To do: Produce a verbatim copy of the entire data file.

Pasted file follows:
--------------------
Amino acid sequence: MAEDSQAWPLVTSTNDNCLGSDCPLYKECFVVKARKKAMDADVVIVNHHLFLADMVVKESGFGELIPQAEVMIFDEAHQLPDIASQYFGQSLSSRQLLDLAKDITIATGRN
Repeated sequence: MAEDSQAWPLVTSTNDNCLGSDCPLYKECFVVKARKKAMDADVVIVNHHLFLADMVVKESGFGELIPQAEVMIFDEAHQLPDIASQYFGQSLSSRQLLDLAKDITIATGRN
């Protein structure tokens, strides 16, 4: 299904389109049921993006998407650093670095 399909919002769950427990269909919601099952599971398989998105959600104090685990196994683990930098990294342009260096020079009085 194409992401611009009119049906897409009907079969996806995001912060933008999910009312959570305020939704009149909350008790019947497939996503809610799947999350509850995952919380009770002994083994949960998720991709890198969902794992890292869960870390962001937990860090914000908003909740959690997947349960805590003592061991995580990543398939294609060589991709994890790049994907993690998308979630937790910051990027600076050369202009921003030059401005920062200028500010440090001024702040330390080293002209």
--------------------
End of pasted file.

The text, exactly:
Amino acid sequence: MAEDSQAWPLVTSTNDNCLGSDCPLYKECFVVKARKKAMDADVVIVNHHLFLADMVVKESGFGELIPQAEVMIFDEAHQLPDIASQYFGQSLSSRQLLDLAKDITIATGRN
Repeated sequence: MAEDSQAWPLVTSTNDNCLGSDCPLYKECFVVKARKKAMDADVVIVNHHLFLADMVVKESGFGELIPQAEVMIFDEAHQLPDIASQYFGQSLSSRQLLDLAKDITIATGRN
């Protein structure tokens, strides 16, 4: 299904389109049921993006998407650093670095 399909919002769950427990269909919601099952599971398989998105959600104090685990196994683990930098990294342009260096020079009085 194409992401611009009119049906897409009907079969996806995001912060933008999910009312959570305020939704009149909350008790019947497939996503809610799947999350509850995952919380009770002994083994949960998720991709890198969902794992890292869960870390962001937990860090914000908003909740959690997947349960805590003592061991995580990543398939294609060589991709994890790049994907993690998308979630937790910051990027600076050369202009921003030059401005920062200028500010440090001024702040330390080293002209």